Pink Rabbit Baitfish
Those of you that have seen our new "Perfect Pink Rabbit Baitfish Fly", probably
thought we had gone nuts adding a "pink" fly to our line of streamers. Maybe so,
but at least I have a reason for it.
The "pink" fly is almost identical to a "Flesh Fly". In case you don't know, a Flesh
Fly is a fly used where salmon have spawned and died. The bodies of the fish turn
pink and drift downstream where pieces of the decaying flesh are eaten by other
I was fishing the Madison River in Montana one year using large rabbit strip
streamers. Often hanging up, I managed to go through all of the flies I had except a
couple of Flesh Flies that happened to have been left in the same streamer box. I
had caught a few larger brown trout drifting the streamers by the rocks in the
Madison using a large strike indicator. I tied on the pink fly desperate to continue to
catch fish. The results was amazing. I caught far more on it than I had using sculpin
colored rabbit strip streamers.
At first I thought the browns were just in a feeding frenzy. Latter on the same trip I
again tried the pink flesh fly. It continued to work well. Since that time, about seven
years ago, I have tried the fly in numerous other streams across the country. The
simple bottom line is that it works.
I think the reason is the fact that in many cases the fish don't see shades of red
colors, including pinks, as red or pink. At a distance they see them as shades of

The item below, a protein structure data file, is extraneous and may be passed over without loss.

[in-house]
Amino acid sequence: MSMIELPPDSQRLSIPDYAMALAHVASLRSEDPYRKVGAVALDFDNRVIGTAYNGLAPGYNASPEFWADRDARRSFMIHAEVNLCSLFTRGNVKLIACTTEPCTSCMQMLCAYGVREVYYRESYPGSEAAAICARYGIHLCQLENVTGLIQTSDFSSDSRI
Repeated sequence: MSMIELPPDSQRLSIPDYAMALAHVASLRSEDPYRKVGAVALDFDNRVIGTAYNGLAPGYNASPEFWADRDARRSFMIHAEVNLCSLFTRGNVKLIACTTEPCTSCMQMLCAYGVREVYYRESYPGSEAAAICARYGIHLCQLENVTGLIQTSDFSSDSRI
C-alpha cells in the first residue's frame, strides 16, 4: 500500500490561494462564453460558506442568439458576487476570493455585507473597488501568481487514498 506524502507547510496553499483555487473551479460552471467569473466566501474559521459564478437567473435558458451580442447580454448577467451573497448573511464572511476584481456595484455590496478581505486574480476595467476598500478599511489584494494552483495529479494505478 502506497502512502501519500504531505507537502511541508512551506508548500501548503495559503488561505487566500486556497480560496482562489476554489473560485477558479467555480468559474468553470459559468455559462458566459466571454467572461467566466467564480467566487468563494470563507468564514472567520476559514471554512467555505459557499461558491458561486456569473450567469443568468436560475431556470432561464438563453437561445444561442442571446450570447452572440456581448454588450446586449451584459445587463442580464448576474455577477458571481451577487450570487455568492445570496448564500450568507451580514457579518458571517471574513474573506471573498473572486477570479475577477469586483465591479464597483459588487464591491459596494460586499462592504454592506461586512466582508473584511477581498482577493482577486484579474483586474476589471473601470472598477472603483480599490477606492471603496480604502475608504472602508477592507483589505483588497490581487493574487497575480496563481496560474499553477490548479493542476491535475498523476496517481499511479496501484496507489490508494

brown. That has to do with light passing through the water. Without getting
technical, I believe that when the fish first sees what appears to be a brown fly and
approaches it, it suddenly changes to a shade of red. Many fish change colors
suddenly when they are attacked by other larger predator fish. I think the change in
the shade of color just adds to the realism of the fly. I also think this is why red
crankbaits work for bass so well. I could name a dozen or more examples of the
same principal but let me end it by saying this.
I first discovered this when I used a marlin lure made famous by a Captain in St.
Thomas in the U.S. Virgin Islands. It was bright red and named after a red headed
boat captain named appropriately, Captain Red. His anglers had caught lots of blue
marlin on his home made red trolling lures.
In the early eighties, my close friend Frank Johnson, owner of Mold-Craft Lure
Company of Pompano Beach, Florida, began to mass produce the red lure. Since
the lure has caught hundreds of marlin worldwide. The marlin thinks the lure is a
baitfish and as they approach it at fast speeds, it appears to change colors and lite
up. I think this principal is why our "Pink Rabbit Baitfish" works so well.
Copyright 2008 James Marsh click on image